Movie Review: J.D. Vance's Story, 'Hillbilly Elegy,' Starring Amy Adams and Glenn Close

J.D. Vance (left, AP photo) and Glenn Close and Amy Adams in "Hillbilly Elegy"

J.D. Vance was an author when Hillbilly Elegy starring Amy Adams and Glenn Close came out in 2020. He's since won the Republican primary for a U.S. Senate seat in Ohio (he's running against Rep. Tim Ryan).

So I decided to watch the film on Netflix.

It's about Vance's teenage years growing up in a poor Kentucky family. His mother Bev (Adams) is a heroin addict. Her dependence is like an albatross on the family; no one is spared.

Young J.D. (Owen Asztalos) struggles in school and at home. He smokes pot with friends and is bullied. A few years later, as Bev goes in and out of rehabs, older J.D. (Gabriel Basso) tries to overcome his unbringing and get accepted at Yale Law School, which he does by hook or by crook.

Adams gains weight for the role; Bev's swollen and beaten down from years of addiction. Taking it out on the kids, she's not a very sympathetic character. Nor is her surly mother Meemaw (Glenn Close). 

Close has become the go-to mom in domestic stories that feature out-of control drug use. In last year's Four Good Days, she does her best to help another struggling daughter (in this case, MIla Kunis). In Hillbilly Elegy, Meemaw takes no guff from J.D. or anyone else and dishes it right back with gusto. She's a powerful presence in both films.

Though it's his story - he wrote the memoir in 2016 - Vance is kind of a supporting character to Golden Globe winners Adams and Close. He makes all the right choices and eventually achieves his goal. And Bev succeeds in getting sober, as most such movies show at the end to offer hope that addicts can make it if they really try.

While Close received Academy Award and Golden Globe supporting actress nominations for Hillbilly Elegy, the film was roasted with three Golden Rasberry noms for Worst Director (Ron Howard), Worst Actress (Close) abnd Worst Screenplay.

What we don't learn from the film is Vance, after high school, enlisted in the Marines. Post Ohio State Universary and Yale, he went to work for Peter Thiel's Mithril Capital. In 2019, Vance founded Narya Capital and hatched a plan to run for office in Ohio.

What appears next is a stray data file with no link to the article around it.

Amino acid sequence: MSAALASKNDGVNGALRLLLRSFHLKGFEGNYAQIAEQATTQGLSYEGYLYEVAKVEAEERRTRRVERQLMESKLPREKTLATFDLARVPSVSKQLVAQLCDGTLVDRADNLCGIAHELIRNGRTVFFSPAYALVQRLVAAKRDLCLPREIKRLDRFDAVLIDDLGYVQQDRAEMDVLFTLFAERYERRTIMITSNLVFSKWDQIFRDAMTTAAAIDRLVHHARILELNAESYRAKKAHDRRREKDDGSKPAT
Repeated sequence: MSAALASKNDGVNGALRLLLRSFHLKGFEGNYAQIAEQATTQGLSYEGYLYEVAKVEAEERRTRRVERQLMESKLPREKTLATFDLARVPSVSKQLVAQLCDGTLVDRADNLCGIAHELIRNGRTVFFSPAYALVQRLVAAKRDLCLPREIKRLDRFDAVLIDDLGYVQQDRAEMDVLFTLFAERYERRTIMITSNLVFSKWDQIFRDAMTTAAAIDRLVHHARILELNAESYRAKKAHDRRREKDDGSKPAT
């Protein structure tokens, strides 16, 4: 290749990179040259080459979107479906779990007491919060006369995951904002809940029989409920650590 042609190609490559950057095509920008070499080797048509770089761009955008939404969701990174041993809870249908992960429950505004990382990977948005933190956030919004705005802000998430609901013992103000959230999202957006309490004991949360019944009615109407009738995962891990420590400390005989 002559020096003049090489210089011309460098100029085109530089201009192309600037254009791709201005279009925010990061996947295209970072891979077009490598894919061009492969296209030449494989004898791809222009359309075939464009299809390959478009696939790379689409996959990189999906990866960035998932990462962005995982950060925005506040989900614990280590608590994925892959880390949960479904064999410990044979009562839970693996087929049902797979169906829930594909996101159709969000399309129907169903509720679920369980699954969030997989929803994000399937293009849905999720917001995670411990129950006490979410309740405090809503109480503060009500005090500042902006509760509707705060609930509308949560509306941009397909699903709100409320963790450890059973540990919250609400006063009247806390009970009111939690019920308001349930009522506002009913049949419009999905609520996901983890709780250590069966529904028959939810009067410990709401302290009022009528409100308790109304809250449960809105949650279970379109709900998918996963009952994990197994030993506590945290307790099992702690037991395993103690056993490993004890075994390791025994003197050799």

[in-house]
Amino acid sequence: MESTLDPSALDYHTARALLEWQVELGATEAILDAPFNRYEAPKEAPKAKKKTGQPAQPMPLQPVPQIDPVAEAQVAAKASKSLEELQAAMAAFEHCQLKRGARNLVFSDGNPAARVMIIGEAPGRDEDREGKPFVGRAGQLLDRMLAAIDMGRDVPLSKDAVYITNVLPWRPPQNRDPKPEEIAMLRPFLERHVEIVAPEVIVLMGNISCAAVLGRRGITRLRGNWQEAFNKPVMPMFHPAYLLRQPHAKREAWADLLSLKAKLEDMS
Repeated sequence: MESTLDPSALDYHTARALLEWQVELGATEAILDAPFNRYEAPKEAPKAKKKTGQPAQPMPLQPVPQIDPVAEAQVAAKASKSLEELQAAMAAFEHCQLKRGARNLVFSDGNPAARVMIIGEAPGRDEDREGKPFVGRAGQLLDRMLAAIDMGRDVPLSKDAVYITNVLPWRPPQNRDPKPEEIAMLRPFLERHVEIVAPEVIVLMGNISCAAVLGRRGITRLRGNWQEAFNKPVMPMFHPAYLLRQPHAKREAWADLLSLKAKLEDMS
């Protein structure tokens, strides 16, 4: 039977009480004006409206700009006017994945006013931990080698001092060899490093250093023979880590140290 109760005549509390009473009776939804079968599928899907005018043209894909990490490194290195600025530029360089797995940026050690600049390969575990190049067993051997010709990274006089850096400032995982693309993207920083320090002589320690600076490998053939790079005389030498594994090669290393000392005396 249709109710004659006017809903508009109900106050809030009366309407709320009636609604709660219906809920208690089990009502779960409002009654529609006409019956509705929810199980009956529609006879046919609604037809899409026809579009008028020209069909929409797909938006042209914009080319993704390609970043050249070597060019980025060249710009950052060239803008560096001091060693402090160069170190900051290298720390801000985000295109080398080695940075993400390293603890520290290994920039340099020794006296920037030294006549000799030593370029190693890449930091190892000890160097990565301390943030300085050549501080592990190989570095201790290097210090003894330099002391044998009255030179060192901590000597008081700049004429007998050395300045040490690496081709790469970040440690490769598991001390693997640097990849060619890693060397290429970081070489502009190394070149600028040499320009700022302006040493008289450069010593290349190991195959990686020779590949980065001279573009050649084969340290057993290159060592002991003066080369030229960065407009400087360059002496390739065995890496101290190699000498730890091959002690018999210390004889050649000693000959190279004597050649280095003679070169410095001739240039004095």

Vance criticized Donald Trump in 2016, but five years later he parroted Trump's lies about the 2020 election in order to gain his support. Trump endorsed Vance in April. In May, Vance defeated two opponents in the primary, thanks to Trump's backing. It's a key swing race in November.

Following Vance's victory, Howard told The Hollywood Reporter: "I always knew he was conservative, but [he] struck me as a very center-right, a kind of a moderate thinker. [The movie] ended with him at Yale and wasn’t ever meant to suggest he was headed in the direction of politics.” Howard noted he was “surprised by some of the positions [Vance has] taken and statements he’s made” after working on the film. 

One such Vance statement claimed Joe Biden is "flooding Ohio with illegal drugs." Here's the exact quote

"If you wanted to kill a bunch of MAGA voters in the middle of the heartland, how better than to target them and their kids with this deadly fentanyl? … It does look intentional. It’s like Joe Biden wants to punish the people who didn’t vote for him and opening up the floodgates to the border is one way to do it.”

Perhaps to his chagrin, Howard's film can be used as propaganda to the tell the story of a man who pulled himself up by the bootstraps to perhaps become a U.S. Senator. 


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Steve Bloom

Steve Bloom

Publisher of, former editor of High Times and Freedom Leaf and co-author of Pot Culture and Reefer Movie Madness.